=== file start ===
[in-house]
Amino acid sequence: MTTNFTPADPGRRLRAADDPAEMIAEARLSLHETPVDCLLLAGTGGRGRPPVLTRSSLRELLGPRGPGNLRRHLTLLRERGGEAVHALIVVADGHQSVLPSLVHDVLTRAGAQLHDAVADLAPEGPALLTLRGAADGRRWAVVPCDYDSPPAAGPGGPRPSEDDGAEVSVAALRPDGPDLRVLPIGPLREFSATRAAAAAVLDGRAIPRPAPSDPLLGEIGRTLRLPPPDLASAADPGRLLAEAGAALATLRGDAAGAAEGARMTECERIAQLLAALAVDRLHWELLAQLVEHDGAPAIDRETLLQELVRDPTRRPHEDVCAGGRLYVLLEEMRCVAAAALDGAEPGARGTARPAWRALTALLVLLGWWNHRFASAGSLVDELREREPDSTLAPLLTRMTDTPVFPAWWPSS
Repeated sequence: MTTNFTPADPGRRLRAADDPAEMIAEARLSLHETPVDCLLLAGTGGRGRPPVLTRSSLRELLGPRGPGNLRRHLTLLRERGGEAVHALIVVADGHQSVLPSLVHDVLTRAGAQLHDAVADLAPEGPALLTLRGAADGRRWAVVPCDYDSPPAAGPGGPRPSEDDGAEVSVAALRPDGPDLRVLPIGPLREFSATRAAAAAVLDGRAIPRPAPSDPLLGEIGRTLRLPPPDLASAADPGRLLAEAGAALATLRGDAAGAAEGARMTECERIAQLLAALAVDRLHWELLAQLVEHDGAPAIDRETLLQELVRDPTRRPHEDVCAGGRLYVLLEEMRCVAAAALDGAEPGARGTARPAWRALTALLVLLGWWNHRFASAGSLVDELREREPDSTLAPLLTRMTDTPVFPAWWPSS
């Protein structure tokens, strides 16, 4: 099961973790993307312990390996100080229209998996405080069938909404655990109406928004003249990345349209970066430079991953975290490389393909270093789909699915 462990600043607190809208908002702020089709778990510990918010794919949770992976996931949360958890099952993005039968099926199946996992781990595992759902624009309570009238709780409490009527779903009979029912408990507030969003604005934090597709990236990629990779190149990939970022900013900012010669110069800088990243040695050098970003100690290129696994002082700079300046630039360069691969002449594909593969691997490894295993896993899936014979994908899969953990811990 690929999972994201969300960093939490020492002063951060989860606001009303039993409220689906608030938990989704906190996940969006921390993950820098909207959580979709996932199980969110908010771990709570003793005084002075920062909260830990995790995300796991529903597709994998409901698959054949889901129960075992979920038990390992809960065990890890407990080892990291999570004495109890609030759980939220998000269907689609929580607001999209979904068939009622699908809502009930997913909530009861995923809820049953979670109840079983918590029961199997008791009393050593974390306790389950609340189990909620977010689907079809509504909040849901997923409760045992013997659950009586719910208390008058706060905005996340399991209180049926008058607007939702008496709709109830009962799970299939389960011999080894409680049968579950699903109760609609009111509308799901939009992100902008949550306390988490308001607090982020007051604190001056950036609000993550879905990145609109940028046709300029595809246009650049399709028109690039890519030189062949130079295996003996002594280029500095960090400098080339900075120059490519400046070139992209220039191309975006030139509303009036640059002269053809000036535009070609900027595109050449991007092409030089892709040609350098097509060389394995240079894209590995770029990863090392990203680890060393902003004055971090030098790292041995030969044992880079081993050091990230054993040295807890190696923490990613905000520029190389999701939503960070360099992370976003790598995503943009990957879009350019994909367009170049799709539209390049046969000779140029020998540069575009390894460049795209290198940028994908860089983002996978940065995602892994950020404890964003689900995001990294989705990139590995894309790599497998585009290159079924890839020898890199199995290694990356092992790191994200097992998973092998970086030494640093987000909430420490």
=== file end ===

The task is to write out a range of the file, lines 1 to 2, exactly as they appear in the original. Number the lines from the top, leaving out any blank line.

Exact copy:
[in-house]
Amino acid sequence: MTTNFTPADPGRRLRAADDPAEMIAEARLSLHETPVDCLLLAGTGGRGRPPVLTRSSLRELLGPRGPGNLRRHLTLLRERGGEAVHALIVVADGHQSVLPSLVHDVLTRAGAQLHDAVADLAPEGPALLTLRGAADGRRWAVVPCDYDSPPAAGPGGPRPSEDDGAEVSVAALRPDGPDLRVLPIGPLREFSATRAAAAAVLDGRAIPRPAPSDPLLGEIGRTLRLPPPDLASAADPGRLLAEAGAALATLRGDAAGAAEGARMTECERIAQLLAALAVDRLHWELLAQLVEHDGAPAIDRETLLQELVRDPTRRPHEDVCAGGRLYVLLEEMRCVAAAALDGAEPGARGTARPAWRALTALLVLLGWWNHRFASAGSLVDELREREPDSTLAPLLTRMTDTPVFPAWWPSS